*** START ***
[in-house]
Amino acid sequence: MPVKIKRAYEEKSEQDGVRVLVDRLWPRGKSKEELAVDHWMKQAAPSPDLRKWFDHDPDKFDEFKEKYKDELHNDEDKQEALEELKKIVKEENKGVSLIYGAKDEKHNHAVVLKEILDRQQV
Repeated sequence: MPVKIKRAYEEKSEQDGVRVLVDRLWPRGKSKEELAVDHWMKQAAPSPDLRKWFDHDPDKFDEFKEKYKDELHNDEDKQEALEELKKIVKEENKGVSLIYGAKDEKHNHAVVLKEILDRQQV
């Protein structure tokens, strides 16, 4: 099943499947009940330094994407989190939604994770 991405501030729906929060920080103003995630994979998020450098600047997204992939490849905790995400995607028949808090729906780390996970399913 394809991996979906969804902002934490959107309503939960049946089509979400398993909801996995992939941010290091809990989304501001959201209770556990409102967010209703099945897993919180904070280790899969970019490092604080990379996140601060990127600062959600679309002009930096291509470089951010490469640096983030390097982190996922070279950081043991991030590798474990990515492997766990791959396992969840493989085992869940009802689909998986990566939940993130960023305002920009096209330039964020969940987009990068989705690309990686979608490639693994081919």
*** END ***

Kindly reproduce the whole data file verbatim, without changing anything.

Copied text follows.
[in-house]
Amino acid sequence: MPVKIKRAYEEKSEQDGVRVLVDRLWPRGKSKEELAVDHWMKQAAPSPDLRKWFDHDPDKFDEFKEKYKDELHNDEDKQEALEELKKIVKEENKGVSLIYGAKDEKHNHAVVLKEILDRQQV
Repeated sequence: MPVKIKRAYEEKSEQDGVRVLVDRLWPRGKSKEELAVDHWMKQAAPSPDLRKWFDHDPDKFDEFKEKYKDELHNDEDKQEALEELKKIVKEENKGVSLIYGAKDEKHNHAVVLKEILDRQQV
């Protein structure tokens, strides 16, 4: 099943499947009940330094994407989190939604994770 991405501030729906929060920080103003995630994979998020450098600047997204992939490849905790995400995607028949808090729906780390996970399913 394809991996979906969804902002934490959107309503939960049946089509979400398993909801996995992939941010290091809990989304501001959201209770556990409102967010209703099945897993919180904070280790899969970019490092604080990379996140601060990127600062959600679309002009930096291509470089951010490469640096983030390097982190996922070279950081043991991030590798474990990515492997766990791959396992969840493989085992869940009802689909998986990566939940993130960023305002920009096209330039964020969940987009990068989705690309990686979608490639693994081919």